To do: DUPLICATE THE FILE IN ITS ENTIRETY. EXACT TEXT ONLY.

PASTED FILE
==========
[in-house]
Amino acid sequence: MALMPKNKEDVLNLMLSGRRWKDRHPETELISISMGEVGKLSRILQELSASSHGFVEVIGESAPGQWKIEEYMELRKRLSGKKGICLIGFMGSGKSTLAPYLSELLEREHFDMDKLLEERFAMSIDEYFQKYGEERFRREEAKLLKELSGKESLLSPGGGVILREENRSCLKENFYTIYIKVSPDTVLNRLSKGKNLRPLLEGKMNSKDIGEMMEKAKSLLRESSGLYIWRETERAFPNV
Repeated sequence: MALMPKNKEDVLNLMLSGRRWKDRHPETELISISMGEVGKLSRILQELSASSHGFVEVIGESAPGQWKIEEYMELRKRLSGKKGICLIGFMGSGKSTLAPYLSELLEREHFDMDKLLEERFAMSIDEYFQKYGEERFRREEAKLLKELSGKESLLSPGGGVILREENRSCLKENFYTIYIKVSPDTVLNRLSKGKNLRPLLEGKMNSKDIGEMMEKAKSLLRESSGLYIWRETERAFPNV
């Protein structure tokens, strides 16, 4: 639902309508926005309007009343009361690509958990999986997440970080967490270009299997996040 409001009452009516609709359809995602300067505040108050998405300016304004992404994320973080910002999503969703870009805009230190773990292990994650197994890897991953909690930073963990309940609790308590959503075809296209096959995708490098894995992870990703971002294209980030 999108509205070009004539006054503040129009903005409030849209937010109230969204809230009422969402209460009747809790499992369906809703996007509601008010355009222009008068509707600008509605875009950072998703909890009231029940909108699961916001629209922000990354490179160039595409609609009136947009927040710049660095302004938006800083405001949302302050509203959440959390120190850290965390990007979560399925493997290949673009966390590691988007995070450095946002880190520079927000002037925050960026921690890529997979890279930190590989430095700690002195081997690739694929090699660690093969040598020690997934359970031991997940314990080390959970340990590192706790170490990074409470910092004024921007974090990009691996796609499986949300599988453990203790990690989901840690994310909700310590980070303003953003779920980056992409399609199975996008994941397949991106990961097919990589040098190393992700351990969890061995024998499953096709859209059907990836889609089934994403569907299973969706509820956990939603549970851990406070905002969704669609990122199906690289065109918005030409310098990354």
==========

[in-house]
Amino acid sequence: MALMPKNKEDVLNLMLSGRRWKDRHPETELISISMGEVGKLSRILQELSASSHGFVEVIGESAPGQWKIEEYMELRKRLSGKKGICLIGFMGSGKSTLAPYLSELLEREHFDMDKLLEERFAMSIDEYFQKYGEERFRREEAKLLKELSGKESLLSPGGGVILREENRSCLKENFYTIYIKVSPDTVLNRLSKGKNLRPLLEGKMNSKDIGEMMEKAKSLLRESSGLYIWRETERAFPNV
Repeated sequence: MALMPKNKEDVLNLMLSGRRWKDRHPETELISISMGEVGKLSRILQELSASSHGFVEVIGESAPGQWKIEEYMELRKRLSGKKGICLIGFMGSGKSTLAPYLSELLEREHFDMDKLLEERFAMSIDEYFQKYGEERFRREEAKLLKELSGKESLLSPGGGVILREENRSCLKENFYTIYIKVSPDTVLNRLSKGKNLRPLLEGKMNSKDIGEMMEKAKSLLRESSGLYIWRETERAFPNV
């Protein structure tokens, strides 16, 4: 639902309508926005309007009343009361690509958990999986997440970080967490270009299997996040 409001009452009516609709359809995602300067505040108050998405300016304004992404994320973080910002999503969703870009805009230190773990292990994650197994890897991953909690930073963990309940609790308590959503075809296209096959995708490098894995992870990703971002294209980030 999108509205070009004539006054503040129009903005409030849209937010109230969204809230009422969402209460009747809790499992369906809703996007509601008010355009222009008068509707600008509605875009950072998703909890009231029940909108699961916001629209922000990354490179160039595409609609009136947009927040710049660095302004938006800083405001949302302050509203959440959390120190850290965390990007979560399925493997290949673009966390590691988007995070450095946002880190520079927000002037925050960026921690890529997979890279930190590989430095700690002195081997690739694929090699660690093969040598020690997934359970031991997940314990080390959970340990590192706790170490990074409470910092004024921007974090990009691996796609499986949300599988453990203790990690989901840690994310909700310590980070303003953003779920980056992409399609199975996008994941397949991106990961097919990589040098190393992700351990969890061995024998499953096709859209059907990836889609089934994403569907299973969706509820956990939603549970851990406070905002969704669609990122199906690289065109918005030409310098990354």